My husband (47) and myself (48) have been married for 20 years. It was the second marriage for both of us. Our children are grown. We have always done everything together. His behavior changed, starting to not want me around. It all started around his B-day in March, but there were red flags before that.
I recently found out he is having an affair. He will not admit it. I have asked him several times. He says he is having problems, it's not me, it's him. He has moved out for about 1 month now. He still comes and goes as he wants but must let me know first. He says he will probably come home after he gets his head together because he knows he still loves me.
I know he is lying to me about his affair and I even know who it is (she recently left her second husband and she is 32.) He will not communicate with me or even tell me what's wrong or what he wants. He just keeps up with the "not being there" routine. He is still keeping up financially with everything but I'm worried how long that will last. We are a 2 person income.
Do you think he will come home and most importantly do I take him back? We did have a good life, I thought we were happy. I am angry but at the same time I still love him. Pretty stupid, right? My family and friends tell me to move on and start a new life. I am scared and hurt and betrayed, why do I still feel the need for everything to be ok and go back to normal?
No one ever wants to let go of a relationship especially if they feel that at one time it was good and if they still love the person. People also in general do not like and are afraid of change. They also are very afraid of being alone and the financial impact is enormous. I would be surprised if you wanted to let him go. You had plans and dreams and a history and his behavior has put all those things in jeopardy.
I have to assume that you are right and that he is having an affair, because I am too far distant from the situation. But even if he wasn't his behavior has been quite poor. I assume as well that the marriage and relationship was once relatively good. However, it had to be a lot worse leading up to this point for this to have occurred and it certainly is not good now. That is very hard for people because we tend to cling to the knowledge that we knew in the past. This can cause intense suffering because it is rare for things to go back to where they used to be. It is not unheard of but unlikely. Usually things are the way they appear.
What is poor about the relationship now is that it sounds as if you are getting double messages. He says he loves you, but is acting incredibly unloving. He is saying he is not having an affair, but either you are mistaken or he is lying. Love has everything to do with honesty. He says he loves you but he won't communicate. That is unloving. He says he is the problem, but evidently is not getting treatment or trying to figure it out with you. That is unloving. At 47 years old a person should have much better and more mature relationship skills. Therefore, I would wonder if he ever had them.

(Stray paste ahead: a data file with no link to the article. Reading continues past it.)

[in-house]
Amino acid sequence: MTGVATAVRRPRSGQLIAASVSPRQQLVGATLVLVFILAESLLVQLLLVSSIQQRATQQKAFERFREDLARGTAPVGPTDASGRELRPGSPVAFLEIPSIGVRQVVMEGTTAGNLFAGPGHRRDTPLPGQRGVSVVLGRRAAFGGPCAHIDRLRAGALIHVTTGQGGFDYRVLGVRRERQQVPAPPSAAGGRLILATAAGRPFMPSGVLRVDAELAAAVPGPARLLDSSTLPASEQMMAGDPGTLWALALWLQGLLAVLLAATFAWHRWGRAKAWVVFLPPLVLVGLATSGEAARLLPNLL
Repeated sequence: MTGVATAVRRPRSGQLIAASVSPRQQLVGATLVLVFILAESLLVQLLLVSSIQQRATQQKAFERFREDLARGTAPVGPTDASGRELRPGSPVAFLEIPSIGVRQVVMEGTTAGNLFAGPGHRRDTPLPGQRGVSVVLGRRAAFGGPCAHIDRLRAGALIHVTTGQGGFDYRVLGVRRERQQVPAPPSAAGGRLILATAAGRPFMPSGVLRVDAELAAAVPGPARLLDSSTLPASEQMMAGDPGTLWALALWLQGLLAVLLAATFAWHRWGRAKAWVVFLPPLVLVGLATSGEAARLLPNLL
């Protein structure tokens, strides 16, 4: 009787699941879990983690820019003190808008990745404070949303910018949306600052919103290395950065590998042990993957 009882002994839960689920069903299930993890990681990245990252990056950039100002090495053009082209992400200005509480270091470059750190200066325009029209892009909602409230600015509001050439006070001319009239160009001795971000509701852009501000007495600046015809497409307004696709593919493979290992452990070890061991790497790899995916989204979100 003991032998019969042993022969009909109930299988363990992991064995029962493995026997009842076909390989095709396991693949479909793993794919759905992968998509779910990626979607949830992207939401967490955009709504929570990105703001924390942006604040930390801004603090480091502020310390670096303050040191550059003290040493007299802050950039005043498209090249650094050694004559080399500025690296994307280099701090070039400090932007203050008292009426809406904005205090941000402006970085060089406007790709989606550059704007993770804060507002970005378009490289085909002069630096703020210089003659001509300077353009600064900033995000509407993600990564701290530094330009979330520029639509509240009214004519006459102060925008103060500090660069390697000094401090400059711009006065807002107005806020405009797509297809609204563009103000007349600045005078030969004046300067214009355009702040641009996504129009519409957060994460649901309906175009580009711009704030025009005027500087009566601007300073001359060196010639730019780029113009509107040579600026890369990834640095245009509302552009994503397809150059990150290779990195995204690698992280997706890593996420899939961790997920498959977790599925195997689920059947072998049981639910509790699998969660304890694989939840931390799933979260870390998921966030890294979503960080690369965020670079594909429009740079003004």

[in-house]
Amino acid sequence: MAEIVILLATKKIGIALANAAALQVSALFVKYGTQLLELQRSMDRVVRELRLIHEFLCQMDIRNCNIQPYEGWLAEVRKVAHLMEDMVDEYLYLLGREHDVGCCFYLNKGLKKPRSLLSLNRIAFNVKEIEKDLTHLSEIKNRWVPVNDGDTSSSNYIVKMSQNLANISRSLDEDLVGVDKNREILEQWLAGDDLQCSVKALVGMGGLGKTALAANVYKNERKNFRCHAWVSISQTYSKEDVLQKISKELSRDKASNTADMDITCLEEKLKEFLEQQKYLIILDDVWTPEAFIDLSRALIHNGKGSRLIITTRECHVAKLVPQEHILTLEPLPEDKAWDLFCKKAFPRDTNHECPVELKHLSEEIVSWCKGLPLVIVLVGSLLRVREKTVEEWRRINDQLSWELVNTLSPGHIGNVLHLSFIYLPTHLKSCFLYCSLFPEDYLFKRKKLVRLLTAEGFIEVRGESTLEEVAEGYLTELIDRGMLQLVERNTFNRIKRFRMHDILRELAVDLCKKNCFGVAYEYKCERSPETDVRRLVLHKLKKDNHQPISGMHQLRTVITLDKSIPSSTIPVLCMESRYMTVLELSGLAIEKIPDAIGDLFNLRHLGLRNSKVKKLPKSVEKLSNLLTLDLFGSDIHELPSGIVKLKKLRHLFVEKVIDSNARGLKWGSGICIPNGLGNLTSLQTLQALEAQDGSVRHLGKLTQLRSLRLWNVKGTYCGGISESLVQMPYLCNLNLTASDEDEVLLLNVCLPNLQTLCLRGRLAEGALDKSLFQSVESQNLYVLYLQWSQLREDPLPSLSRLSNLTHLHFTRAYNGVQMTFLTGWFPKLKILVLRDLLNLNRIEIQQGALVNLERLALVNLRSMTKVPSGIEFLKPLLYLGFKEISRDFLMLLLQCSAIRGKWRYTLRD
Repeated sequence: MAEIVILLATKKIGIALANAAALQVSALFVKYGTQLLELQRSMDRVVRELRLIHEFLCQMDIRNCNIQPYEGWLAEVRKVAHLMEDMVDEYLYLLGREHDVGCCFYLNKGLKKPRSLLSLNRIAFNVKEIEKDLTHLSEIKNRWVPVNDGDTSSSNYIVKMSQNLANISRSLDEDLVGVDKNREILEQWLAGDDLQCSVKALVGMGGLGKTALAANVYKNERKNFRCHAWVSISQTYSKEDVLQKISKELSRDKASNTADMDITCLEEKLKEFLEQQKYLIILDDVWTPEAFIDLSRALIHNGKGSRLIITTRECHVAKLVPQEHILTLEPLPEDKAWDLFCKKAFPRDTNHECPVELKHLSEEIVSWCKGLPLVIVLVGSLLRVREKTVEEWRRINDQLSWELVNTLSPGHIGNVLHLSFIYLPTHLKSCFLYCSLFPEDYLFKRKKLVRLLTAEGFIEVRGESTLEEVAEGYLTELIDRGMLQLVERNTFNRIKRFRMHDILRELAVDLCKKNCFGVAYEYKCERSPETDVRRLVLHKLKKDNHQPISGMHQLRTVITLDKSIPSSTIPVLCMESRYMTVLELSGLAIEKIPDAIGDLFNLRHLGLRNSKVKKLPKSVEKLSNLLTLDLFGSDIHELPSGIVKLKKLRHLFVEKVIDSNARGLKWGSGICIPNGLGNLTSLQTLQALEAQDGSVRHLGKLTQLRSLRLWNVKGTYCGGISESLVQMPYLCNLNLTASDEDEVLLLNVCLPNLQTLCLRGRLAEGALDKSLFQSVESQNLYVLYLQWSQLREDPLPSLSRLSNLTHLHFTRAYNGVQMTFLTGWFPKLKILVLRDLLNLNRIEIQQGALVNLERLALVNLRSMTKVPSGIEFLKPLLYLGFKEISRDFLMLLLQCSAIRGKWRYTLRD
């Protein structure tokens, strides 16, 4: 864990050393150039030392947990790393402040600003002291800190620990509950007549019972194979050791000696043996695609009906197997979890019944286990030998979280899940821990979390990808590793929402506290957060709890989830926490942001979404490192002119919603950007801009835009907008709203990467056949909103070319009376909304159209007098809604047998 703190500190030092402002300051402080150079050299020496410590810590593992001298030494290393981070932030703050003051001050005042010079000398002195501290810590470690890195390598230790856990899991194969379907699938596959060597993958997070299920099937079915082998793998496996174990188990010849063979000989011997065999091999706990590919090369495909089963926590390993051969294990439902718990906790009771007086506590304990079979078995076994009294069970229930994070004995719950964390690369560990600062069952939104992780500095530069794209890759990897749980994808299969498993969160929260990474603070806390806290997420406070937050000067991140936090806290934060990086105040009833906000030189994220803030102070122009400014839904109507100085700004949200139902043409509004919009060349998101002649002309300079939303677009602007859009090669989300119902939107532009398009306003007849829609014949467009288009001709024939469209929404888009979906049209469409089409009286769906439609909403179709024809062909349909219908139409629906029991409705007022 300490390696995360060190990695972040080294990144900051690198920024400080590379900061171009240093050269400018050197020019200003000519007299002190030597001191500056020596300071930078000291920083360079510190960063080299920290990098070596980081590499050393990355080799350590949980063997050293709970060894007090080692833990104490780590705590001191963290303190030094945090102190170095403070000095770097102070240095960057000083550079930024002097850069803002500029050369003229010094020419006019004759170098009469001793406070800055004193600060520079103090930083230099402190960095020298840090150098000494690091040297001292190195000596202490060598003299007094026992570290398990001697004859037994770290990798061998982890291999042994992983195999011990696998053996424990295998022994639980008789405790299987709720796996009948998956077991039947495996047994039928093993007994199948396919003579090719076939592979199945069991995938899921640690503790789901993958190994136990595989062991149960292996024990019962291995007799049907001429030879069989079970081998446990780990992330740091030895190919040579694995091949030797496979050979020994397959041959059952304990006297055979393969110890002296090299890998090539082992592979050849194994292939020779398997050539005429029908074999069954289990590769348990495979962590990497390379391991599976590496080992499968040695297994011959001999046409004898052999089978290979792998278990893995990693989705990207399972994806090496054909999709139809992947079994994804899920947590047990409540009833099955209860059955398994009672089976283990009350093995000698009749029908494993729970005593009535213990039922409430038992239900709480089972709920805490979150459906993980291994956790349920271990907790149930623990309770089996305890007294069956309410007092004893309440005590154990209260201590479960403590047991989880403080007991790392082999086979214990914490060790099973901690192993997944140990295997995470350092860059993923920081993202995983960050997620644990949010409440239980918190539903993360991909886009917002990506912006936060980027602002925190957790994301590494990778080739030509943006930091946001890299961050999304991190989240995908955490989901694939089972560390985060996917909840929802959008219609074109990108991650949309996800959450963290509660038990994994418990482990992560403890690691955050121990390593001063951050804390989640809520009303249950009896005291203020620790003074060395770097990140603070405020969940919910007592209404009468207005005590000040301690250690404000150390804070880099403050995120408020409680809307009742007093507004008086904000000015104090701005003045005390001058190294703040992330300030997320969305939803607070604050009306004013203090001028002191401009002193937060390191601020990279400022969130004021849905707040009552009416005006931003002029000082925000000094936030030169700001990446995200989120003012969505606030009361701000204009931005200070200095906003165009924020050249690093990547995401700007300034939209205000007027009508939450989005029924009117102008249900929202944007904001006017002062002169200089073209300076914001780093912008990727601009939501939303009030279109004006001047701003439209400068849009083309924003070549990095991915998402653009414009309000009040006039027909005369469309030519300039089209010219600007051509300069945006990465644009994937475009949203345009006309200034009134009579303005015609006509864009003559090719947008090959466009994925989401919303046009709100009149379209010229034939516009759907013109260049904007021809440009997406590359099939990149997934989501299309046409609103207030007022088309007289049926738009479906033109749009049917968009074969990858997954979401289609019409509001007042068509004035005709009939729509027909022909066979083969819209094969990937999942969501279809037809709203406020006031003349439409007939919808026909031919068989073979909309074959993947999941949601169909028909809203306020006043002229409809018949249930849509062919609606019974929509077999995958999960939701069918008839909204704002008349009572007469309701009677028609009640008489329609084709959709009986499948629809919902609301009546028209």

It sounds like part of this might be a mid life crisis episode, but that can be done in a more mature way and certainly does not excuse his behavior even if he is not having an affair. The chances certainly are that he is really gone, but even if he does come back you need to ask yourself on what terms and how will the relationship work out if he deals with things by running away.
It sounds as if you are playing backhand. Waiting for him to change his mind and accepting his behavior no matter what. This wouldn't lead to him gaining greater respect for you. Respect is a big part of love. It also sets up a situation in which he is free to have you and either his alone time or the affair if you are correct. You might consider setting some boundaries and deciding what you want rather than just accepting what he wants. Most people focus on the feelings when they think about love. However, it is the action and the thinking part of love that is the salient part. I know you feel love for him, but do you love what he is doing? What we do also says a lot about who we are. Also remember that no matter how much we love another our relationship with ourselves has to be good and strong. If we do not love ourselves and value ourselves we cannot be in a good relationship. Do some hard thinking and consider talking with him in depth about it. I am sorry to hear about your pain and hope that he listens to you.
Jef Gazley, M.S. www.asktheinternettherapist.com
This question was answered by Jef Gazley M.S. Jef has practiced psychotherapy for twenty-five years, specializing in Love Addiction, Hypnotherapy, Relationship Management, Dysfunctional Families, Co-Dependency, Professional Coaching, and Trauma Issues. He is a trained counselor in EMDR, NET, TFT, and Applied Kinesiology. He is dedicated to guiding individuals to achieving a life long commitment to mental health and relationship mastery. His private practice locations are Scottsdale and Tempe, Arizona. You can also visit Jef at the internettherapist, the first audiovisual mental health online counseling center on the net.
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